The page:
US 947917 A
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Description (OCR text may contain errors)
P. G. KOLLBNBERG.
APPLICATION FILED MAB.. 6, 1907.
,MQ W @e Wil/weeen "rn srars li t 4t FREDERICK Gi. KOLLENBERG, F OWENSBORO, KENTUCKY, ASSIGNOR OF ONE-HALF TO l. R. LANCASTER, 0F OWENSBORO, KENTUCKY.
, Daviess, State of Kentucky, have invented certain new and useful Improvements in Funnels, of which the following is a specilication.
The present invention relates to improvements in funnels, more especially of that class of funnels which is provided with the foraminous strainer, and the invention consists in the construction hereinafter pointed out. i
Referring to the accompanying drawing, which constitutes a part of this application, Figure I is a diametrical, vertical section, partially in elevation, of a preferred form of embodiment of my funnel, showing t-he valve closed. Fig. II is a view similar to Fig. I, illustrating the lower part of my funnel with the valve open, and showing the discharge end of my funnel inserted into the neck of a jug, by engagement whereof with the valve-actuating member the valve is opened, as illustrated therein. Fig. III is a section on the line III-III of Fig. II looking downwardly.
Referring to the numerals on the drawing, l indicates a vessel, preferably of metal, of any preferred shape and dimensions, which terminates in a tube 2, the members l and 2 in themselves constituting an ordinary funnel. The vessel l is preferably of curvilinear contour, as illustrated, and is provided with a handle 3 for convenience of manipulation.
In the bottom of the vessel l, about the mouth of the tube 2, I provide a valve-seat I of any preferred type, and cooperating therewith a corresponding valve 5, the valveseat and valve being preferably of the cone shape illustrated.
rIhe valve is provided with automatic actuating means for keeping it normally closed preferably, but operative, at will, for the discharge of the contents of the vessel l into the tube 2.
By reason of the employment of a valve in the bottom of the vessel l, it is not only practicable to utilize the vessel as a liquid measure for determining the quantity of any liquid which it may contain, but it is also practicable to discharge from it a portion of its contents when filled in measured quantities. This may be accomplished by Specification of Letters Patent.
Application filed March 6, 1907.
Patented Feb. ll, i910. Serial No. 360,828.
providing in the wall of the vessel l a series of peripheral markings 6, or indicators of quantity. The vessel l being made of metal, the indicators 6 may be conveniently formed by creasing' the metal of the wall at required intervals. The markings 6 may be located wherever required and as often as desired to indicate subdivisions of the total capacity of the vessel, -whatever the total capacity may be.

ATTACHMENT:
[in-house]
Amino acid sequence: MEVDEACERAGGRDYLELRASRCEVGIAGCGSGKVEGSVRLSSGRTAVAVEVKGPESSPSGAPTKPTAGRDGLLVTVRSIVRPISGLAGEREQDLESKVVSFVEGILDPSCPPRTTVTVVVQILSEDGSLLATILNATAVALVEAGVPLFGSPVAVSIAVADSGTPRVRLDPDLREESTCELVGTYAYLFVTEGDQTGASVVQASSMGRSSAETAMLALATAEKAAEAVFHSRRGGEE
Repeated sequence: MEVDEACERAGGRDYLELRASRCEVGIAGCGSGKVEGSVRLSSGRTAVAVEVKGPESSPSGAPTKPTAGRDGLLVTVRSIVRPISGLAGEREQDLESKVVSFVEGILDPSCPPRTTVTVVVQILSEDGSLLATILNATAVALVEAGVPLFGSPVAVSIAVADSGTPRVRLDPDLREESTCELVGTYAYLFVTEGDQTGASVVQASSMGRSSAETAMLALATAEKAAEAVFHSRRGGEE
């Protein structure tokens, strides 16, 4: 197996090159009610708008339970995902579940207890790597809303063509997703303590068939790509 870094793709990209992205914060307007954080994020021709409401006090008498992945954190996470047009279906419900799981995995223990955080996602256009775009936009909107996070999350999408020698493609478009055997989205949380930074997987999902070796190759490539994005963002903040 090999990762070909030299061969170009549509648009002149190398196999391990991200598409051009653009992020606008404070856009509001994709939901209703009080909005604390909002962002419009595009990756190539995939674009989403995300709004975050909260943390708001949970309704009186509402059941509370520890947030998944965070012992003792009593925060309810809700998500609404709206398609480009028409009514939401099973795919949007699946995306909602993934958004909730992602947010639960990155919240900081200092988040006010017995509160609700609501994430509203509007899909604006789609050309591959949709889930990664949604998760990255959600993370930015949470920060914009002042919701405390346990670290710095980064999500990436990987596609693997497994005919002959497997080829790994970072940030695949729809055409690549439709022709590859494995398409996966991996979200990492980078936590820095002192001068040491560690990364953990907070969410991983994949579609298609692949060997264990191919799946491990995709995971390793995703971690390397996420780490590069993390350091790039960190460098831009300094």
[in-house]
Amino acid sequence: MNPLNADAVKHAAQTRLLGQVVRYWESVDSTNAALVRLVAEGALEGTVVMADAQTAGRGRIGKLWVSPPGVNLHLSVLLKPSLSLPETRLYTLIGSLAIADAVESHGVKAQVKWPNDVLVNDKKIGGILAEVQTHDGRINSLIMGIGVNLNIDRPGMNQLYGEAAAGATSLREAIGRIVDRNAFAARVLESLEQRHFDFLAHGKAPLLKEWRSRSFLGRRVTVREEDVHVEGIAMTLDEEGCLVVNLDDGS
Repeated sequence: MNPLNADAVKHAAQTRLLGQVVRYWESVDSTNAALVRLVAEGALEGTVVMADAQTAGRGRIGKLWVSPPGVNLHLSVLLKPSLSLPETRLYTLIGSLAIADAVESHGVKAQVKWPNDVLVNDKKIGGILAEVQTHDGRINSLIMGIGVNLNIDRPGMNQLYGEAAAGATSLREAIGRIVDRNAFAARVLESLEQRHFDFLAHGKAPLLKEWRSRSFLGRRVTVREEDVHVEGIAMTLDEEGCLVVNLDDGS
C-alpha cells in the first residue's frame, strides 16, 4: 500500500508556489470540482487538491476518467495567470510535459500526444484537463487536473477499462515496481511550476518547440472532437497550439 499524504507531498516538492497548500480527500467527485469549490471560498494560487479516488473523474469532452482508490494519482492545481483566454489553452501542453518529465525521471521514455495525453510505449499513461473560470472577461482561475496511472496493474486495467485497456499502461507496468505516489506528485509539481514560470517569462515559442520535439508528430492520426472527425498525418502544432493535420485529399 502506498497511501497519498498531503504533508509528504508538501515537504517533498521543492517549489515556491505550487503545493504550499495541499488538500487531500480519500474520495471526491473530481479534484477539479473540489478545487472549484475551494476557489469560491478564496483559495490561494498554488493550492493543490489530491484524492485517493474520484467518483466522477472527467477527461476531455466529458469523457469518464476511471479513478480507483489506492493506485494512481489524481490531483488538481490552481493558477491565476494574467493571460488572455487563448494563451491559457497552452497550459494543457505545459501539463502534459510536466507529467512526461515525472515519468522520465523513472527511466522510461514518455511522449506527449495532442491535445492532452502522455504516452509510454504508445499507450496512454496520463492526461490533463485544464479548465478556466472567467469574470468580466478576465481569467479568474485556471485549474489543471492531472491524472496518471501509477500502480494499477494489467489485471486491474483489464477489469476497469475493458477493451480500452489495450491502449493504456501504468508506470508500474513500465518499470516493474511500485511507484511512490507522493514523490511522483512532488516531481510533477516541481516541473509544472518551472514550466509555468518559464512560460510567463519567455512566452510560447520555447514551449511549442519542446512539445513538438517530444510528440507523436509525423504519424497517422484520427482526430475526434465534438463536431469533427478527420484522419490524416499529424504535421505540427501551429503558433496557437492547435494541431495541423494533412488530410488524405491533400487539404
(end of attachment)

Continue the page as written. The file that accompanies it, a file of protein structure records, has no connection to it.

' I prefer to employ as a means for actuating' the valve 5 a terminal tube 7 operatively connected with said valve and telescoping the lower end of the tube 2, whereon it is free to slide within Xed limits.
I prefer to locate the tube 7 outside of the tube 2 and to connect it with the valve through a valve-stem 8, as by branches 9, the branches 9, which may be of any preferred and available number, though preferably a plurality, being free to work in slots or kerfs l0, formed in the lower end of the tube 2.
The tube 7 is kept normally urged toward movement away from the vessel l, and the valve is thereby closed upon its seat 4t, as by a coil spring 1l, interposed between the Lipper end of the tube 7 and the bottom of the vessel l. It is chiefly for convenience of accommodation of the spring l1 that the tube 7 is located outside of the tube 2 instead of inside `of it, because such relative disposition of the parts provides for the unobstructed outflow through the tube 2, and for the employment of a tubular casing l2 about the spring 1l and telescoping the upper end of the tube 7 the casing 12 being co-aXial with the tubes 2 and 7 and secured to the bottom of the vessel l. The function of the tubular casing l2 is not only to properly aline the spring ll to the performance of its function, but to protect it from rust or other contamination. The presence of the casing l2 adds but little to the diameter of the tube 7 and affords a compact construction and attractive finish to the article.
The power of the spring ll whereby the proper seating of the valve 5 upon its seat is attained and secured is regulated by a nut 14, threaded to the upper end of the valve-stem 8 and serving to liX the distance between the valve and the upper edge of the tube 7. By screwing the nut 14 down upon the valve, it may be made to more closely compress the coils of the spring 11, and